Graphics: Economy post-COVID-19 takes spotlight at Premier Li's presser
Chinese Premier Li Keqiang met the press on Thursday after the conclusion of the third session of the 13th National People's Congress (NPC).
In the first virtual press conference amid the ongoing COVID-19 pandemic, the premier took questions from domestic and foreign media, addressing issues of concern including economic agenda, people's livelihoods, policies on Taiwan and Hong Kong, China-U.S. relations and international cooperation.
CGTN went through the keywords and topics covered in the 11 questions – the least asked at China's Two Sessions since 2013, during the premier's two-hour briefing.
Economic issues loom large this year in light of the global downturn due to the COVID-19 pandemic. China's plans to address these challenges took the spotlight after the world's second-biggest economy abandoned its annual GDP target for the first time.
Acknowledging the pandemic's unprecedented shocks and the difficulties China faces in the aftermath, Li reiterated this year's goals and tasks in six key areas set out in the government work report and stressed quality development ensuring job security, basic living needs, and market entities to achieve positive economic growth.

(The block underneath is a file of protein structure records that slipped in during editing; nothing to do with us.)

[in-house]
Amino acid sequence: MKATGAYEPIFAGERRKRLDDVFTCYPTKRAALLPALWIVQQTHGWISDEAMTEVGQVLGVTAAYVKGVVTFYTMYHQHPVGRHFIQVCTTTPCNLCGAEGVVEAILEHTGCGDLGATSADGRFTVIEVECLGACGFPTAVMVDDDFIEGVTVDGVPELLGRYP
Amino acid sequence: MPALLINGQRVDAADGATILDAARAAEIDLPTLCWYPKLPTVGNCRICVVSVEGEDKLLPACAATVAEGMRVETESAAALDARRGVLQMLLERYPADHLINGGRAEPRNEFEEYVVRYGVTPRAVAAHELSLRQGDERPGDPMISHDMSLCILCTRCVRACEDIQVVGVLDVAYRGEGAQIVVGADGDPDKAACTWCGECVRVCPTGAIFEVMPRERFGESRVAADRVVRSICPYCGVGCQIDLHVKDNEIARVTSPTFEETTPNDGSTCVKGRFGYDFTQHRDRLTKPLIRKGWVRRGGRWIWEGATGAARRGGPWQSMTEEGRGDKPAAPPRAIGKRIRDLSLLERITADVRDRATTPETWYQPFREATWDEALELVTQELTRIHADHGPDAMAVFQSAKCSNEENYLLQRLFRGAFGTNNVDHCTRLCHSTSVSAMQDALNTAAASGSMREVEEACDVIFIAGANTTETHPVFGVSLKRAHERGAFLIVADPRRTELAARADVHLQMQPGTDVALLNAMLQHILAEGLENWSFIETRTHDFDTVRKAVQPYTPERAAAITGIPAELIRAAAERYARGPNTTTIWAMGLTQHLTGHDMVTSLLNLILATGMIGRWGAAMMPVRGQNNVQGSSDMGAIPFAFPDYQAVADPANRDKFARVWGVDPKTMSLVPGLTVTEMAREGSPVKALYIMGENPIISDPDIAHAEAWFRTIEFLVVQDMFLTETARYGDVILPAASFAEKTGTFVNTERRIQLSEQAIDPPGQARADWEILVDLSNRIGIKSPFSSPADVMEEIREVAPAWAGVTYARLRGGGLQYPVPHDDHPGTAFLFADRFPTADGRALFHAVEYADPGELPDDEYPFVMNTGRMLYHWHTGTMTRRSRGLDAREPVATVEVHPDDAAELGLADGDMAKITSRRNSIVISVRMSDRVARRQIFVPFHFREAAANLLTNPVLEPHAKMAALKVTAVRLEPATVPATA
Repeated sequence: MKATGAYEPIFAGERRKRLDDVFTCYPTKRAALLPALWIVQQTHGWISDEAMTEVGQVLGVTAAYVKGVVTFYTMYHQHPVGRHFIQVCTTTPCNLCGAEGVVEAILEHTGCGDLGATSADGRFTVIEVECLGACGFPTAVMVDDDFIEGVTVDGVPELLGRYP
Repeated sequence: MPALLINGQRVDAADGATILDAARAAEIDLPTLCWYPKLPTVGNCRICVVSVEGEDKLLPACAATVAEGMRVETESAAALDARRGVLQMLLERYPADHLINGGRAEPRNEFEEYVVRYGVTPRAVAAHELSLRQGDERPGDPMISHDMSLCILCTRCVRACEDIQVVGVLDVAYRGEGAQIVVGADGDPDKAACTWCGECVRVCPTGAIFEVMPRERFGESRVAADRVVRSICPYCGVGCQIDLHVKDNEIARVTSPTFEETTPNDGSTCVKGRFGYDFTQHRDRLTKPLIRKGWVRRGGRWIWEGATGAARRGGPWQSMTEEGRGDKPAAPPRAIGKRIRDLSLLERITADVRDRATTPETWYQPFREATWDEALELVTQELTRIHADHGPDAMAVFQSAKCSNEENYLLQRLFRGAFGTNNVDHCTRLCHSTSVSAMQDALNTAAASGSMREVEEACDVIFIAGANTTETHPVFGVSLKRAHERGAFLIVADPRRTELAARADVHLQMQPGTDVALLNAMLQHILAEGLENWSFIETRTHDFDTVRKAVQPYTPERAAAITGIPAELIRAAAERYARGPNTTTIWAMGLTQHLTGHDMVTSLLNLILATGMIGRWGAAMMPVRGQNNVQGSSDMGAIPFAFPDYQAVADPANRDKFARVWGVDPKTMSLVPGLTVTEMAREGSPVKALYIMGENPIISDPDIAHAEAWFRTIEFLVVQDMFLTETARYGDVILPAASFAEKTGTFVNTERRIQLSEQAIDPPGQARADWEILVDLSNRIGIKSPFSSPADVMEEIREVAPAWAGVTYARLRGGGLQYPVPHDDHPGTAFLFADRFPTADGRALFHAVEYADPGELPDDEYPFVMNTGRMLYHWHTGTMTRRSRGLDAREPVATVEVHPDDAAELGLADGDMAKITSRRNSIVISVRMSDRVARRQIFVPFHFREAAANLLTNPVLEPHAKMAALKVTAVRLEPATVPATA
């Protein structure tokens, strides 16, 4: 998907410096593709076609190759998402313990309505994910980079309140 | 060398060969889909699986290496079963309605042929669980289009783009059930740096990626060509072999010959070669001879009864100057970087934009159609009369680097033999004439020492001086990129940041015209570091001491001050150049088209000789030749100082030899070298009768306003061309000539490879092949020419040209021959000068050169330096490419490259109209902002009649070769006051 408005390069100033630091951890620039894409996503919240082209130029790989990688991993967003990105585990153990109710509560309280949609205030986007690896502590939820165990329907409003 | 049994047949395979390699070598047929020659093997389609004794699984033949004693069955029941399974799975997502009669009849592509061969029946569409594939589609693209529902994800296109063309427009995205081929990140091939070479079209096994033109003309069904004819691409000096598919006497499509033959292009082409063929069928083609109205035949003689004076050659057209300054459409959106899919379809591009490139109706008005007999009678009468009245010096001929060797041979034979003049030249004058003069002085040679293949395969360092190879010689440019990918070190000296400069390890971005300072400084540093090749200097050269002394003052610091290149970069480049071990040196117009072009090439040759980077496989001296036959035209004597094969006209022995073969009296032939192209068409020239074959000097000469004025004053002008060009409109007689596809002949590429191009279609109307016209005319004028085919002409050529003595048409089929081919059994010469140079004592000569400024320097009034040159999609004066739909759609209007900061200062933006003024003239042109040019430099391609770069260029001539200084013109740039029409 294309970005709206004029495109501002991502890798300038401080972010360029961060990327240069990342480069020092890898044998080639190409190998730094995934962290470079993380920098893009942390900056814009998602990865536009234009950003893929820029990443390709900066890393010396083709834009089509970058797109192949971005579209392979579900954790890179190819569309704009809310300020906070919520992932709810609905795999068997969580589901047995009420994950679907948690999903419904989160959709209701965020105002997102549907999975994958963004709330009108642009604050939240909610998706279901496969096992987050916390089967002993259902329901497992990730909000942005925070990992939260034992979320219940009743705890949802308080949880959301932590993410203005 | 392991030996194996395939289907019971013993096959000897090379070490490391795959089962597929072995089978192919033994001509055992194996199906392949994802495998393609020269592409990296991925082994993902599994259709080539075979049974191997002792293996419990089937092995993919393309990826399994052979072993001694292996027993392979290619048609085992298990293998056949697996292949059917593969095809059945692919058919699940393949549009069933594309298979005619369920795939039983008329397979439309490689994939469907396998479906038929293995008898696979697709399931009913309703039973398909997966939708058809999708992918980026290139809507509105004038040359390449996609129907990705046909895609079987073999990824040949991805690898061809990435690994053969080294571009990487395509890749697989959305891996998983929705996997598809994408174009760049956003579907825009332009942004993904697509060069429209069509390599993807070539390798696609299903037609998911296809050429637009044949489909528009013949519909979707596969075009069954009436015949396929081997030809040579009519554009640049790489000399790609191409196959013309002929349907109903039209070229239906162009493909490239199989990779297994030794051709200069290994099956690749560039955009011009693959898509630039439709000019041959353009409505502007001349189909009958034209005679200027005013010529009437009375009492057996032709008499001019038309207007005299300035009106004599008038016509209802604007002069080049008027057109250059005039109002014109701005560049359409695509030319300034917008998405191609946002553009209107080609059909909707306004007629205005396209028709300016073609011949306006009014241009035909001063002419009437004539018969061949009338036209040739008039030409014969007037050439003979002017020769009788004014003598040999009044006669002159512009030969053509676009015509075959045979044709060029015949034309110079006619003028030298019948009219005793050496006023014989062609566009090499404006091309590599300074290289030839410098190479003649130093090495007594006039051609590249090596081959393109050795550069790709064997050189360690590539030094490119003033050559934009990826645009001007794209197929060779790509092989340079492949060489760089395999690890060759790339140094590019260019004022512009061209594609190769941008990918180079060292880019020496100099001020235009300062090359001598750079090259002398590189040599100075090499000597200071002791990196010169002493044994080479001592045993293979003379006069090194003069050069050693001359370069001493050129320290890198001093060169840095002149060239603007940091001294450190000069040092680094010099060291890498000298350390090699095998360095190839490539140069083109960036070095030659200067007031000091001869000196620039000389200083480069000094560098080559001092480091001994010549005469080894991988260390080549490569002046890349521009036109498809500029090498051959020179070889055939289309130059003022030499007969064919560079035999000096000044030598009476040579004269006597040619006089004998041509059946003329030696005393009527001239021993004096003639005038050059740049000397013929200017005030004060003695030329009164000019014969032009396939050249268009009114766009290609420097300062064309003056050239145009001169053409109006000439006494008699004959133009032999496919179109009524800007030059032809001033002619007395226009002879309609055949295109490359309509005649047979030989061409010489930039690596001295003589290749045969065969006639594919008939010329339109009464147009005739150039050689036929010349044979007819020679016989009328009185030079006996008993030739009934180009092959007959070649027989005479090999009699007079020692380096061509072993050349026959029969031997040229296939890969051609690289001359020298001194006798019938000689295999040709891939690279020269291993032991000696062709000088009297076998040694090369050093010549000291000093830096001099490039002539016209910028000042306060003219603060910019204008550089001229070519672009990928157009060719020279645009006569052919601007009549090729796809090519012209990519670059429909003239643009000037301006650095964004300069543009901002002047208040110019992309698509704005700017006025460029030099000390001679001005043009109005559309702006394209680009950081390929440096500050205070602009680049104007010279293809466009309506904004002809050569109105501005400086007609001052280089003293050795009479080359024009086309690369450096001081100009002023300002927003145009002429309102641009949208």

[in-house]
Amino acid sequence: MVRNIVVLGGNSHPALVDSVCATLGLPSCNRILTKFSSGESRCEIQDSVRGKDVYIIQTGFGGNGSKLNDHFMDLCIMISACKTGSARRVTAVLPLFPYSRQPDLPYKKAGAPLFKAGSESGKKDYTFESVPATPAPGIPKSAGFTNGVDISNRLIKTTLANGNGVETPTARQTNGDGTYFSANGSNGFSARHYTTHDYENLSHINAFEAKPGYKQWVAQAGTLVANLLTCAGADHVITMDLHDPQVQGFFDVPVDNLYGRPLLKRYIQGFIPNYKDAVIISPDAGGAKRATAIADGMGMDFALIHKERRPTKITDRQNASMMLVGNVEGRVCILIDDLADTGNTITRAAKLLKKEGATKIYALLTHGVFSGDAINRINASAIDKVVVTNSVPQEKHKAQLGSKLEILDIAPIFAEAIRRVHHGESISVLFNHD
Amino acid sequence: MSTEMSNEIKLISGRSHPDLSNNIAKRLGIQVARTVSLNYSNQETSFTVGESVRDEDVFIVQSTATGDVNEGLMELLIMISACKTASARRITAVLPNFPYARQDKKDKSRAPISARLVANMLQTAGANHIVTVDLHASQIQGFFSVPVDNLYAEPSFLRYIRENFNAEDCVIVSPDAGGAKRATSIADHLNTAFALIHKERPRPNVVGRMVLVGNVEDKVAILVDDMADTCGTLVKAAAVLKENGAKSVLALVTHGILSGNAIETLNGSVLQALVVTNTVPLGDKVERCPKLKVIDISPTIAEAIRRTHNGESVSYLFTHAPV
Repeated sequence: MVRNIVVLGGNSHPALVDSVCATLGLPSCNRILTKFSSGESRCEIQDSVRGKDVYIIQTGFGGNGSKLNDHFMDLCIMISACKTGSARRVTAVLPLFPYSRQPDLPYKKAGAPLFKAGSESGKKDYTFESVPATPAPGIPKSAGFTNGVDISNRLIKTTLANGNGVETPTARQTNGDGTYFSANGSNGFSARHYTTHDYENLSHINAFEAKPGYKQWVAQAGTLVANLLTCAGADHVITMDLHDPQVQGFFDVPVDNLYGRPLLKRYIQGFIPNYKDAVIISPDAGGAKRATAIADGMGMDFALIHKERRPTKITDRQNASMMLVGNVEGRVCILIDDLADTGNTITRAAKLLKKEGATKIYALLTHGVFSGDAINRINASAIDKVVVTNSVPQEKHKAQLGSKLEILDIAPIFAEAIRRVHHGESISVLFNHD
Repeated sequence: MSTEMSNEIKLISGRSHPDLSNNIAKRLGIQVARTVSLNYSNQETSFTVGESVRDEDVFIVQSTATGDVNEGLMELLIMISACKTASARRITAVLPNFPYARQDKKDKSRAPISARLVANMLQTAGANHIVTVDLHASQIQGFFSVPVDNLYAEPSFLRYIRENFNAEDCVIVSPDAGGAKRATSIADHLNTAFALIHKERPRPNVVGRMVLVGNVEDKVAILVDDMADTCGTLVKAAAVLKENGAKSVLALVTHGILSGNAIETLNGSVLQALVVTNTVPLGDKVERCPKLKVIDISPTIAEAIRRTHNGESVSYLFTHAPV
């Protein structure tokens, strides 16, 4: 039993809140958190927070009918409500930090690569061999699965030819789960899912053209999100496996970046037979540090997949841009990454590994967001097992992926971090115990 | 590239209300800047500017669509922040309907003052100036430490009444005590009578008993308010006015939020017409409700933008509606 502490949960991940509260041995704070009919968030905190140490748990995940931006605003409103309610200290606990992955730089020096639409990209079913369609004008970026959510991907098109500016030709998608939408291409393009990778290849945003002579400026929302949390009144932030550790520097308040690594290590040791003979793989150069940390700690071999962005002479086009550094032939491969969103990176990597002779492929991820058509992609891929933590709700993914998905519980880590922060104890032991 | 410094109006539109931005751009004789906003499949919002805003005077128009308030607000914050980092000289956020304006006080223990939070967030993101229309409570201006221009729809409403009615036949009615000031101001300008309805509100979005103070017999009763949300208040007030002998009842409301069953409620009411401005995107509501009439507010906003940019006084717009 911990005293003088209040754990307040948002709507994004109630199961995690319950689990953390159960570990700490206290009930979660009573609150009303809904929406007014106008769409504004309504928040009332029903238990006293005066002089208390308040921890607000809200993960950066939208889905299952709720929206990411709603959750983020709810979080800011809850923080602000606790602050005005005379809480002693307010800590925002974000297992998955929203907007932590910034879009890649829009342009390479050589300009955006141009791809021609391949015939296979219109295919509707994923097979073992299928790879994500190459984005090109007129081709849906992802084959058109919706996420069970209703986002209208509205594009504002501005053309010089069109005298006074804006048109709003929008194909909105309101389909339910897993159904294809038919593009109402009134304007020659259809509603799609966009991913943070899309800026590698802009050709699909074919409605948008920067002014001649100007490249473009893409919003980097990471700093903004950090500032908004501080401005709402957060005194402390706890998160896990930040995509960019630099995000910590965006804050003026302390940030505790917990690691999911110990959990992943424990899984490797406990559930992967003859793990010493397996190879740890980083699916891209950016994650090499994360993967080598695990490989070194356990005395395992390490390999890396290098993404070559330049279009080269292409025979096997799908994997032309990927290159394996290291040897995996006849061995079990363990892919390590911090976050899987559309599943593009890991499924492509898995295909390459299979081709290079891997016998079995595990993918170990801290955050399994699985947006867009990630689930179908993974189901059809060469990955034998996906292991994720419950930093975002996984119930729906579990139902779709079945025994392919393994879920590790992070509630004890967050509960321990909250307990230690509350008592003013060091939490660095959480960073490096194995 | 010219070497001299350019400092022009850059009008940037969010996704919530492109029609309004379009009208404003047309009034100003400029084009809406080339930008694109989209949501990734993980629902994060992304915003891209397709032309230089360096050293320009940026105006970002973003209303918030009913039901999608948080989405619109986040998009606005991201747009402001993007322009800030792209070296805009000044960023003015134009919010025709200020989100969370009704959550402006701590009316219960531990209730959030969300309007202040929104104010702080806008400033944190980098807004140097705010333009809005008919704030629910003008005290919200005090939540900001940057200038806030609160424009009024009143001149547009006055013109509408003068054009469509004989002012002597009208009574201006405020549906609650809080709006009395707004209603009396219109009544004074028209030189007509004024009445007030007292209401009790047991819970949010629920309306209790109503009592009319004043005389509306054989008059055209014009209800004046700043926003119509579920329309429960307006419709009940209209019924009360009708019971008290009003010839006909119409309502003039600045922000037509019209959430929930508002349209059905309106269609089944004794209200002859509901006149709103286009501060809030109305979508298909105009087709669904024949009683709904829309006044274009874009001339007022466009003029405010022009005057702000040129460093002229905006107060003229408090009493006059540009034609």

China's role in the global response to the COVID-19 pandemic, including a possible international inquiry to trace the coronavirus' origins, stood out among regular mentions like economic reforms.
The epidemic has overshadowed discussions on the domestic agenda as it poses new challenges to China's ambitious goal to eradicate poverty in the country in 2020. More focus is placed on stabilizing employment and supporting enterprises and making sure that stimulus measures benefit businesses and the public directly.
Li expressed confidence for the country to emerge victorious in its battle against poverty, stressing that it is the Party's solemn commitment to the people.
With the approval of a national security law for Hong Kong by the NPC earlier on Thursday, China's "One Country, Two Systems" policy in the SAR sparked renewed international interest. Li promised continued "high degree of autonomy" in HKSAR in accordance with the Constitution and the Basic Law.
With regard to other countries, strained relations between China and the United States over the pandemic dominated the exchange on Thursday. Talks of "decoupling" and a new "Cold War" between the two major powers have been making waves for some time, raising concerns over the follow-through of last year's phase-one trade agreement.
China has long opposed the Cold War mentality, Li said, pointing out that decoupling between major economies is harmful to both sides and the world.
On a final note, Li said China is a massive market and fertile soil for investment opportunities, welcomes multilateral cooperation and is committed to fulfill its international responsibilities. With consistent pledges to deepen reform and open up further, Li said he hoped to see a more open, prosperous world post-COVID-19.